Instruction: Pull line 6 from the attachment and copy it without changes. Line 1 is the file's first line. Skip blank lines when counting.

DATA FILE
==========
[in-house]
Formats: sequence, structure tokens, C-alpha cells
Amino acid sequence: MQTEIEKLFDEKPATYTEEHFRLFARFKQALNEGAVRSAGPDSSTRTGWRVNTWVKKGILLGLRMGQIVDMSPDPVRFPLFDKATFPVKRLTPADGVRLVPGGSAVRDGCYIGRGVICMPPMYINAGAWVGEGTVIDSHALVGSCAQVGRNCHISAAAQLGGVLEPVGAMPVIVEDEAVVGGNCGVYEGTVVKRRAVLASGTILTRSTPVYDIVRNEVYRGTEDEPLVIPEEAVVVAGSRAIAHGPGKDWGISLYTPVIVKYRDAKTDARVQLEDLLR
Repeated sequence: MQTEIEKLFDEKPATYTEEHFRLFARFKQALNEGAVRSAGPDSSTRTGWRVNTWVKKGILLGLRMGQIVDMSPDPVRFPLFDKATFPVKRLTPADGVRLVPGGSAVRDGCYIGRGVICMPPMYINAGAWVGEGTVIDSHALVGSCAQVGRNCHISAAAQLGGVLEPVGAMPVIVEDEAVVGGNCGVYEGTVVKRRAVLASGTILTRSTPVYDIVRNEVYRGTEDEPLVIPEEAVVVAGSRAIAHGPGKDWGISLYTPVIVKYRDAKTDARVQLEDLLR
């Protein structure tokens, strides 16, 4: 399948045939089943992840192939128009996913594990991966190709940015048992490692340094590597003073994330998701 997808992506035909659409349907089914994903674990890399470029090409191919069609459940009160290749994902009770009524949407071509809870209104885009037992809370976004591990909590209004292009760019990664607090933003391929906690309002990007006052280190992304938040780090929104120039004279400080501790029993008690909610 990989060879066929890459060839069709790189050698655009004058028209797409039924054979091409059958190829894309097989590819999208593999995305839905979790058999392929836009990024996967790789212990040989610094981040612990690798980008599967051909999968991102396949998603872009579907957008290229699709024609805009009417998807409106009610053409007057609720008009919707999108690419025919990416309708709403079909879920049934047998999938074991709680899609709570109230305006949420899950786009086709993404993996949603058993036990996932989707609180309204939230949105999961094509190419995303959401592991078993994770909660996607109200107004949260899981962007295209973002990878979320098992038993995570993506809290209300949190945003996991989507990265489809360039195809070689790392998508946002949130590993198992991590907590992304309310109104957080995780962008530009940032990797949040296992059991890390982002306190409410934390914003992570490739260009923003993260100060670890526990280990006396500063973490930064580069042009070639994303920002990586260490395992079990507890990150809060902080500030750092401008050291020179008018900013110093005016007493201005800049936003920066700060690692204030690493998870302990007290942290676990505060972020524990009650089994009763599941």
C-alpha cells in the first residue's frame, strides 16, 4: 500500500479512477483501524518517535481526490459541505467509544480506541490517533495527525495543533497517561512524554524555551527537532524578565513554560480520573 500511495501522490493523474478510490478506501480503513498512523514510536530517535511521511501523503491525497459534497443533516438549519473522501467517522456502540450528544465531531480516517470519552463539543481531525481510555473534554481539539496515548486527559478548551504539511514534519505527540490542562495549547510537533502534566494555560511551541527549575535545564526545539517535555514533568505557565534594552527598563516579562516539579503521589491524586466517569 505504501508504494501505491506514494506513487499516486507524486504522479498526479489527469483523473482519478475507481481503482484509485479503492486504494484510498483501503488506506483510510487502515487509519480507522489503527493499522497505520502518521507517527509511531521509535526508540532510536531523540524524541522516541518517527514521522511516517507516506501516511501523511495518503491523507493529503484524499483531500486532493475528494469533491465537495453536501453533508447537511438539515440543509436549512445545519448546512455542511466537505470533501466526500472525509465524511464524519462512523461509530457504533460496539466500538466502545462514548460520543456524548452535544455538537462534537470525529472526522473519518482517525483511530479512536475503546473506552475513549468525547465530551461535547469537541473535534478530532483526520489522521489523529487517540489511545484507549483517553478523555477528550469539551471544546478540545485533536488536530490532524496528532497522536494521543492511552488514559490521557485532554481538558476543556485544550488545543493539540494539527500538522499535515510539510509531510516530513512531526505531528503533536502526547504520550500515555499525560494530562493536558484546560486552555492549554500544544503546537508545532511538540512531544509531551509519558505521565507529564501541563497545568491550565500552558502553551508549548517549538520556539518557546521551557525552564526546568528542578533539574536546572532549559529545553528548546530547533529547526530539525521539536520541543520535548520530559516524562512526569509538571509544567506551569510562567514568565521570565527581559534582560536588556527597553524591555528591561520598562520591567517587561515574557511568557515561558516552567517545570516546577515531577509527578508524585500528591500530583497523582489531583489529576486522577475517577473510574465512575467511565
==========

C-alpha cells in the first residue's frame, strides 16, 4: 500500500479512477483501524518517535481526490459541505467509544480506541490517533495527525495543533497517561512524554524555551527537532524578565513554560480520573 500511495501522490493523474478510490478506501480503513498512523514510536530517535511521511501523503491525497459534497443533516438549519473522501467517522456502540450528544465531531480516517470519552463539543481531525481510555473534554481539539496515548486527559478548551504539511514534519505527540490542562495549547510537533502534566494555560511551541527549575535545564526545539517535555514533568505557565534594552527598563516579562516539579503521589491524586466517569 505504501508504494501505491506514494506513487499516486507524486504522479498526479489527469483523473482519478475507481481503482484509485479503492486504494484510498483501503488506506483510510487502515487509519480507522489503527493499522497505520502518521507517527509511531521509535526508540532510536531523540524524541522516541518517527514521522511516517507516506501516511501523511495518503491523507493529503484524499483531500486532493475528494469533491465537495453536501453533508447537511438539515440543509436549512445545519448546512455542511466537505470533501466526500472525509465524511464524519462512523461509530457504533460496539466500538466502545462514548460520543456524548452535544455538537462534537470525529472526522473519518482517525483511530479512536475503546473506552475513549468525547465530551461535547469537541473535534478530532483526520489522521489523529487517540489511545484507549483517553478523555477528550469539551471544546478540545485533536488536530490532524496528532497522536494521543492511552488514559490521557485532554481538558476543556485544550488545543493539540494539527500538522499535515510539510509531510516530513512531526505531528503533536502526547504520550500515555499525560494530562493536558484546560486552555492549554500544544503546537508545532511538540512531544509531551509519558505521565507529564501541563497545568491550565500552558502553551508549548517549538520556539518557546521551557525552564526546568528542578533539574536546572532549559529545553528548546530547533529547526530539525521539536520541543520535548520530559516524562512526569509538571509544567506551569510562567514568565521570565527581559534582560536588556527597553524591555528591561520598562520591567517587561515574557511568557515561558516552567517545570516546577515531577509527578508524585500528591500530583497523582489531583489529576486522577475517577473510574465512575467511565